Copyright advocate, musician and producer Carlos Sakyi on Monday visited the headquarters of the Criminal Investigations Department (CID) of the Ghana Police Service to file a copyright theft case against the Ghana Association of Phonographic Industry (GAPI) in connection with the recent arrest of Francis Mensah Twum for internet piracy.
Francis Mensah Twum, a project coordinator of GAPI was on Tuesday February 11 arrested by the police for selling musical works of Ghanaian musicians on the internet without permission and approval from the right owners.
Carlos’ visit to the CID headquarters was to make a formal report to the police against GAPI for downloading and selling on the internet an album, ‘Adom’ (Grace) by celebrated gospel artiste Nana Frimpong, which he (Carlos) and Kofi Oppong produced, without their approval.
Soon after Twum’s arrest, a number of prominent musicians including Akosua Agyapong, Paa Willie, Obuoba J.A Addo and a host of others whose musical works are being sold on the internet without their consent, visited the CID offices to make a formal complaint against the suspect.
Speaking in an interview after he had filed the theft case against GAPI, Carlos explained that GAPI, made up of music producers, put out the said album for sale in 2006 in several countries through the internet and claimed copyright for the album it did not produce.
The album, according to Carlos, is sold in the United States of America, Canada and several European countries such as Sweden, UK, Finland, Spain, Belgium, Italy, Germany and other countries without the consent of the producers and the artiste.
Carlos Sakyi, who is also the chairman of Ghana Music Rights Organisation (GHAMRO), a collective society, said this was a clear case of copyright infringement by GAPI, adding that the association had violated the economic and moral rights of the producers and artistes.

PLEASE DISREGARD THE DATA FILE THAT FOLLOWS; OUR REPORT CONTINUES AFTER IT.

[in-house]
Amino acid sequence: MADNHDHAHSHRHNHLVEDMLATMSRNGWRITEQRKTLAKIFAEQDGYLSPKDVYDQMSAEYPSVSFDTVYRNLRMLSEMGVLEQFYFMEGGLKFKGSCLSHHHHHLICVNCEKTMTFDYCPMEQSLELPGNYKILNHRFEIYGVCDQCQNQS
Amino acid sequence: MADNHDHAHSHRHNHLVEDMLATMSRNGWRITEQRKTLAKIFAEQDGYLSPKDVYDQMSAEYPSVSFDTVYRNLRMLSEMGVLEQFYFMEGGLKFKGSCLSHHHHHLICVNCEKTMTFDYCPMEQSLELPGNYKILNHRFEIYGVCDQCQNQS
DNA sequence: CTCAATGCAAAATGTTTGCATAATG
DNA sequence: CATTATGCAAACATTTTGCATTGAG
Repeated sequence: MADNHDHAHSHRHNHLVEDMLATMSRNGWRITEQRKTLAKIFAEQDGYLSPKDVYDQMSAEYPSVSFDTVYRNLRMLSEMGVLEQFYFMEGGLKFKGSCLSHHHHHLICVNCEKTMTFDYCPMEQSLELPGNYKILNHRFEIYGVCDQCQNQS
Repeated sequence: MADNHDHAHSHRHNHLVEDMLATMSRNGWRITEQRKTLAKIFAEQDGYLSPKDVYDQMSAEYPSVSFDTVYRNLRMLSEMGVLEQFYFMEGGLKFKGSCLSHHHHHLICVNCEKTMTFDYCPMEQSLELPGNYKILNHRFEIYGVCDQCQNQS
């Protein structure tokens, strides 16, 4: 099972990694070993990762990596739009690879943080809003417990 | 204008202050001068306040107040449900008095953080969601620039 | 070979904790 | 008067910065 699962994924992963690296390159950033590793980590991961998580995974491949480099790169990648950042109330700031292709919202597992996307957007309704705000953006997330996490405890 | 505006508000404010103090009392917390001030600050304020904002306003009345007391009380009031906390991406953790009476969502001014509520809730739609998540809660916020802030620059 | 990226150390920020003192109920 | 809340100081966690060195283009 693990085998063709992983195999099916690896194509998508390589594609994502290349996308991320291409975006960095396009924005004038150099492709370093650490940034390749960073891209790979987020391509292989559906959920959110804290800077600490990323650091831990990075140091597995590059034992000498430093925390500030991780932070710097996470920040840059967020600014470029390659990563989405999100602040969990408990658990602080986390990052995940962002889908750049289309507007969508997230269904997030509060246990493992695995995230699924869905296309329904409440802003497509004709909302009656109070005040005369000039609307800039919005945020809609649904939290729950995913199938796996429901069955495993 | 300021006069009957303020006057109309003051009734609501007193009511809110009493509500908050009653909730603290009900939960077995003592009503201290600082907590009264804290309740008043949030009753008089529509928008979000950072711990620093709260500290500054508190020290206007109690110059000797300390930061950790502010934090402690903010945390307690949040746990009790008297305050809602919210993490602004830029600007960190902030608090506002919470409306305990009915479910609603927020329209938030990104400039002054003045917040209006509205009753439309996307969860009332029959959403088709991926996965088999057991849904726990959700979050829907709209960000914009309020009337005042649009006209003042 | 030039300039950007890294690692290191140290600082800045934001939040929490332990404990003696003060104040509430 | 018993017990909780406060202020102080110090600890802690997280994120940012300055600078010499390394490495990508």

The copyright Act 690 section 43 states that “A person who infringes a right protected under this act commits an offence and is liable on summary conviction to a fine of not more than one thousand penalty units or not less than five hundred penalty units or a term of imprisonment of not more than three years or to both, and in the case of a continuing offence to a further fine of not less than twenty-five penalty units and not more than one hundred penalty units for each day during which the offence continues.”
Carlos, in an interview stressed, “Our works have been uploaded on the internet for sale since 2006 without our permission. We have not assigned any of our works to GAPI to sell them through the internet. The law must take its cause to curb the increasing rate of music piracy and bring those involved to face prosecution.
“We are going to ensure that the law takes it cause because the matter is a violation of the copyright law local and international and it is a criminal offence. Those who called themselves industry players protecting the work of the artistes are the same people who go behind closed doors to pirate the works and sell it through the internet.”
Mr Sakyi further said since he took over Ghana Music Right Organisation (GHAMRO) as its chairman, there have been consistent unjustified attacks on his image without legitimate basis through the making of false, baseless and irresponsible statements, mostly acts of defamation that have created division in the ranks of music stakeholders, adding that this time round he would not hesitate to take legal action to serve as a deterrent.
He continued that within two years in office, GHAMRO had made systematic progress and it was only the ignorant or those blinded by selfish ambition who saw nothing positive about the gains made.
Source: Daily Guide
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